# What is the capacitance of a superconductor?

I heard somewhere that the capacitance of a superconductor is much higher than regular conductors, but I haven't heard or seen anything yet proving or disproving such. So whats the truth? And why?

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You heard wrong. The capacitance is a geometrical thing. – Ron Maimon Dec 23 '11 at 4:50
If that were true then how come electrolytic capacitors have more capacitance than regular non electrolytic capacitors? – Corbs Dec 23 '11 at 22:49
It isn't an if, it just is true. You can increase the capacitance by using a dielectric in the space between the conducting objects holding the charge, but the capacitance has nothing to do with the material that is conducting the charge. – Ron Maimon Dec 24 '11 at 0:56
Wait, then if that were true then if you raised the temperature of a capacitor then the capacitance should not change, but it does. – Corbs Dec 31 '11 at 3:51
It's not an IF, it just is true. The temperature dependence is only of the dielectric constant of the dielectric material. There is no effect of the conducting material. – Ron Maimon Dec 31 '11 at 11:43

Capacitance is related to the total charge, $q$ built up on two metal plates and the voltage difference, $V$, between them (see http://en.wikipedia.org/wiki/Capacitance): $$C=\frac{q}{V}.$$ So, the capacitance should be independent of the inherent conductivity of the metal.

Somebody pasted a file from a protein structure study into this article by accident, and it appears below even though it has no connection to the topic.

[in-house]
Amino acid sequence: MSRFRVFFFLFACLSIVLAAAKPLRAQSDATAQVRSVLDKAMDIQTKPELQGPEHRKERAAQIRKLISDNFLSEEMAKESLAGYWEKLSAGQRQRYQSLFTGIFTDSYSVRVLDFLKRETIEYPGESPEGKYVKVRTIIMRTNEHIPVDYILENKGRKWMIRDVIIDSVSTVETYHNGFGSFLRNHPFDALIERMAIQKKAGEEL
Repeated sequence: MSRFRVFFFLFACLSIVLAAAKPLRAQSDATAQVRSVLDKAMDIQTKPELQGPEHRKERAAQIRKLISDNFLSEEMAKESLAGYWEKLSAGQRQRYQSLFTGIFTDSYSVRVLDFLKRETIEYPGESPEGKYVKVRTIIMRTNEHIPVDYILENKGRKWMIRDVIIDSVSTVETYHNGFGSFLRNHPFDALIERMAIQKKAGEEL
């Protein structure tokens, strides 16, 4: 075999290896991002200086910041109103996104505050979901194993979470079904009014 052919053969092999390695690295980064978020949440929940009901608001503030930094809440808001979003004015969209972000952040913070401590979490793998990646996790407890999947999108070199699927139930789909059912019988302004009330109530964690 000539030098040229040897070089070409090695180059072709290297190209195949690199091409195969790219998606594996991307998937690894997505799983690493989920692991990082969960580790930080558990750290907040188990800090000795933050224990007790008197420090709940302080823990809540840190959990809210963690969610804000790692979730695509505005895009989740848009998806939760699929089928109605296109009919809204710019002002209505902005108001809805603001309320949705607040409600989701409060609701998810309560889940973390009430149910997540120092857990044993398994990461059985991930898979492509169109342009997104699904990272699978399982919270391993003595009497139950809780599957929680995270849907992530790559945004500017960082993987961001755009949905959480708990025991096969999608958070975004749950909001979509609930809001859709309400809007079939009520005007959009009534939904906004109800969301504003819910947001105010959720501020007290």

However, the time response will be different (see http://en.wikipedia.org/wiki/RC_circuit#Natural_response). There is intrinsic resistance in regular metals, which leads to a small, but non-zero charge/decay time constant $$\tau=RC$$ where $R$ is the intrinsic resistance and $C$ is the capacitance. If the metal is a superconductor, then $R$ is effectively $0$ and the capacitor charges and discharges instantly.
The assumptions behind these equations is that the two plates can be connected by an infinitesimal perfectly conducting wire. However, in reality, no electrical signal can travel faster than the speed of light, so figure for a capacitor area of $A$ and plate separation of $d$ something like $\tau$ on the order of $\sqrt{A}d/c$. – Eli Lansey Jan 6 '12 at 11:51
Every real component has some amount of self-inductance $L$. This gives the limit on how fast the current $I$ can start to flow. Let us assume you apply the voltage $U$ to the capacitor, then the current flow will increase linearly with $dI/dt = U/L$. – Martin J.H. Jun 26 '13 at 8:30